Cardiac transplantation displays a well established therapeutic procedure for different end-stage heart diseases. Effective immunosuppressive drugs, progress in operative techniques, modern perioperative intensive care, and application of increasingly potent antibiotics in case of postoperative infections led to an improvement in short term outcome of organ transplantation. Nevertheless, achievements in long term transplant results are rare due to rejection of allografts. Chronic graft rejection is the major cause of late transplant failure.
According to present knowledge, T cells, infiltrating monocytes and macrophages, and NK cells, respectively, are involved in acute and chronic rejection. Numerous clinical trials and investigations in animal or cell culture models point out, that cell adhesion molecules, cytokines, and chemokines play a decisive role in the acute and chronic rejection of solid organ grafts.
Heterotopic cardiac transplantation in mice is considered to be the best model to study immunological mechanisms of transplant rejection. This technique allows the analysis of rejection processes in different mouse strains with defined genetic defects. Thus, distinct immunological receptors and ligands can be scrutinized for their impact on physiological and pathophysiological mechanisms of acute and chronic graft rejection. Results achieved from this model could be transferred to human beings in the majority of cases. As such, the model of heterotopic cardiac transplantation in mice has the potential to discover new therapeutic strategies which can be transferred to the clinic.
The aim of this topic is to present our comprehensive microsurgical expertise on this model to other research groups in the field of cardiac transplantation. It delineates the practicable microsurgical model of heterotopic cardiac transplantation in mice as performed in our centre, based on the initially presented technique nearly four decades ago. Furthermore, the necessity of this in vivo model for a detailed understanding of the underlying mechanisms of transplant rejection is going to be discussed.
History and clinical-experimental development of transplantation
Basic requirement for transplantation of vascularized organs was the development of surgical vascular anastomosis techniques, crucially brought forward by Alexis Carrel in Lyon, France at the beginning of the last century [Carrel & Guthrie, 1905]. He successfully performed numerous heart transplantations in dogs and received the Nobel Prize for his research in 1912. In the year 1954 Joseph Murray (Boston, USA) performed the first successful solid organ transplantation in human beings in terms of the first kidney transplantation between monocygotic twins [Merrill et al., 1956]. In 1963 both Starzl (Denver, USA) and Hardy (Mississippi, USA) performed the first liver transplantation and lung transplantation, respectively. The first pancreas transplantation was realized by Richard Lillehei (Minnesota, USA) in 1966 and finally Christian Barnard (Cape Town, South Africa) performed the first human heart transplantation in 1967.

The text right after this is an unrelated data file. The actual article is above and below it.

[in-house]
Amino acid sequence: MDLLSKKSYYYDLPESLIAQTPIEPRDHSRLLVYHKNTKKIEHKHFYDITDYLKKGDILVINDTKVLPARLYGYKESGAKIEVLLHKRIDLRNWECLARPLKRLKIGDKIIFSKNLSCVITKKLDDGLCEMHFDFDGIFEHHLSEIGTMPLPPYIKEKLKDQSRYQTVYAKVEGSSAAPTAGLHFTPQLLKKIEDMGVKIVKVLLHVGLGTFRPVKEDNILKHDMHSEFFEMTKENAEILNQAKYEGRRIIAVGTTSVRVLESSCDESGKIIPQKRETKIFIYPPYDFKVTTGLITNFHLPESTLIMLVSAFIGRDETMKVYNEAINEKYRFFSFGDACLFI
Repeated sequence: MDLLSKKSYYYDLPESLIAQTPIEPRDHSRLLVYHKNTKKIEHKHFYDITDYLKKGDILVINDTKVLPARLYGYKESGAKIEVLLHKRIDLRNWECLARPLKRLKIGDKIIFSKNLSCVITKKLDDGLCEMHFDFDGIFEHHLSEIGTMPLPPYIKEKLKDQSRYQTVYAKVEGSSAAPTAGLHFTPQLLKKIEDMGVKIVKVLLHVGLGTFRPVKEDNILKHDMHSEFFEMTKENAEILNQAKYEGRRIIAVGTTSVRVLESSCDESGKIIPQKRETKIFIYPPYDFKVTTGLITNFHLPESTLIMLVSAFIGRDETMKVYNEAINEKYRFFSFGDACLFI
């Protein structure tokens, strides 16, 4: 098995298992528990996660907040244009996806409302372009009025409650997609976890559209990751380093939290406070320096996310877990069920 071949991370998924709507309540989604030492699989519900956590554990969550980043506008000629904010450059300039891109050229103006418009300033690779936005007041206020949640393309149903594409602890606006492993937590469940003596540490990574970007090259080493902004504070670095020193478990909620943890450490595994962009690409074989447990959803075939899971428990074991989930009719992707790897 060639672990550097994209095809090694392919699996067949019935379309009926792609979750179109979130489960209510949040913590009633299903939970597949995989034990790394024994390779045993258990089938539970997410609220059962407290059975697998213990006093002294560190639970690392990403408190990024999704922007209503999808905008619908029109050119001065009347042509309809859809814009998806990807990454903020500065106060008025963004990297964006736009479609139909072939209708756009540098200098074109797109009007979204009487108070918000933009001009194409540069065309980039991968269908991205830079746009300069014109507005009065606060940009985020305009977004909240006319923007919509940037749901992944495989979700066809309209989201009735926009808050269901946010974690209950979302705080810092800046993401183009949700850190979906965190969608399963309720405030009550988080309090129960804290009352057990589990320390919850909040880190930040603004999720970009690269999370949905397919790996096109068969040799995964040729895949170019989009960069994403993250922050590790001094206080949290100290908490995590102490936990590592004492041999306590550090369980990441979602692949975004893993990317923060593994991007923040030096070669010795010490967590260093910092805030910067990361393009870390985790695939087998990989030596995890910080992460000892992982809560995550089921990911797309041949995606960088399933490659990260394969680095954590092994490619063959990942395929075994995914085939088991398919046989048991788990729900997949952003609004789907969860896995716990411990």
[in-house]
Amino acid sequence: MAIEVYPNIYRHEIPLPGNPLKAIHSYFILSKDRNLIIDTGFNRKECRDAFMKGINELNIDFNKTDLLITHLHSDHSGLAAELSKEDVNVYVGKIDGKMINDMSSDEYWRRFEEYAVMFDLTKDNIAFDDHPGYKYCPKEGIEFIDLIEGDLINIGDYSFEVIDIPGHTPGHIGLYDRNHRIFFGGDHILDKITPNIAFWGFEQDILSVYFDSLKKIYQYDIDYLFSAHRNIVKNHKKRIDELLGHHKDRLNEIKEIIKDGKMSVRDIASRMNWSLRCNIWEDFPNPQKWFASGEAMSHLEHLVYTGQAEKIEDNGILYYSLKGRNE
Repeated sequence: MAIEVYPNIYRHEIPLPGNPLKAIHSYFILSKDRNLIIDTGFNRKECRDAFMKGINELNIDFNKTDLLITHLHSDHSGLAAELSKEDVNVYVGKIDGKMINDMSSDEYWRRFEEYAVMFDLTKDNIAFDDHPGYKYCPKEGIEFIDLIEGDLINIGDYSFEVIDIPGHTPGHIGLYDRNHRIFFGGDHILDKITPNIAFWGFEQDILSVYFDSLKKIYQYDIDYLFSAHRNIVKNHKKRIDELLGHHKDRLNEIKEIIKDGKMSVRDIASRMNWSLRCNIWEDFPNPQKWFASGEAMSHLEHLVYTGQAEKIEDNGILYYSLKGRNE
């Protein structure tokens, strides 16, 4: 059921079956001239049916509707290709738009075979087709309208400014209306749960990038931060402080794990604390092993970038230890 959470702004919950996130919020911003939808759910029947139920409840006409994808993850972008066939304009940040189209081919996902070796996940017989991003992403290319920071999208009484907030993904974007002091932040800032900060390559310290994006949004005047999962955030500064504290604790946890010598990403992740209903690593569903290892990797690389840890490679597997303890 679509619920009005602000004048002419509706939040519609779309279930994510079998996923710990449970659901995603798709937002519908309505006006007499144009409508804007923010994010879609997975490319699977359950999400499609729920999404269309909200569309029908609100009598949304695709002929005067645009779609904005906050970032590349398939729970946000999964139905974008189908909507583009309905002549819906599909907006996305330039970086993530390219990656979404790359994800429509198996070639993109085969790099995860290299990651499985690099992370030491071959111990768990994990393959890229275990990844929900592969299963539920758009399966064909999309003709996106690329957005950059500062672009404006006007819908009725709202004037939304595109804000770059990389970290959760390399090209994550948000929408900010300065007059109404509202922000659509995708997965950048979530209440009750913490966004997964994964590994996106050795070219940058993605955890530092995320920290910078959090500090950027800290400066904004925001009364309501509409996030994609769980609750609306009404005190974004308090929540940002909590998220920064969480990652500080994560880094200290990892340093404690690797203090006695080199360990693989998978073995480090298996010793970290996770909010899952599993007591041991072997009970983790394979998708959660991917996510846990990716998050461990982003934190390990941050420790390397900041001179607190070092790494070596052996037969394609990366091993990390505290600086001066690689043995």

The knowledge about transplant immunology is derived from basic experimental findings during transplantation in animal models. Cellular principles of organ rejection were conclusively described by the English biologist Peter Medawar, who received the Nobel Prize for the "discovery of immunological tolerance" in 1960 [Billingham et al., 1951]. In 1953, histocompatibility antigen was reported for the first time on the surface of leucocytes. Jean Dausset therewith established the basis for histological typing between donor and recipient which is nowadays routinely performed within the pre-operative screening previous to each transplantation, the so-called HLA matching (testing of congruousness of those genes that are responsible for transplant rejection). Nevertheless, T cell mediated immune defence against the graft is not covered in these investigations though T cells take up a key function in transplant rejection [Sayegh & Carpenter, 2004]. This T cell reactivity could be accurately examined in our transplant centre in living donor kidney transplantation between monocygotic twins and in consequence immunosuppression was first reduced and then completely withdrawn [Huser et al., 2009]. To date, medication free development of tolerance or at least reduction of required immunosuppressive drugs remains to be the unchanged goal for increased postoperative transplant survival.
Of course, transplantation of organs between genetically identical individuals continues to be exceptional as transplantation is usually performed in an allogeneic context which implicates the risk of an acute rejection episode. Technical advance and improvements in medicamentous therapy by implementation of potent immunosuppressants lead to an overall one-year graft survival of more than 80% [Christie et al., 2010]. On the other hand, no relevant enhancements in long-term outcome of grafts could be determined. Chronic transplant rejection is hereby the main reason for late graft failure. Besides non-immunological donor- and recipient-dependent factors, mainly immunological reactions represent an important role for graft survival. Heterotopic heart transplantation in mice provides an important and valid model for analysis of immunological events during acute and chronic rejection mechanisms.
Necessity of an in vivo model for investigation of immunological events mediating organ rejection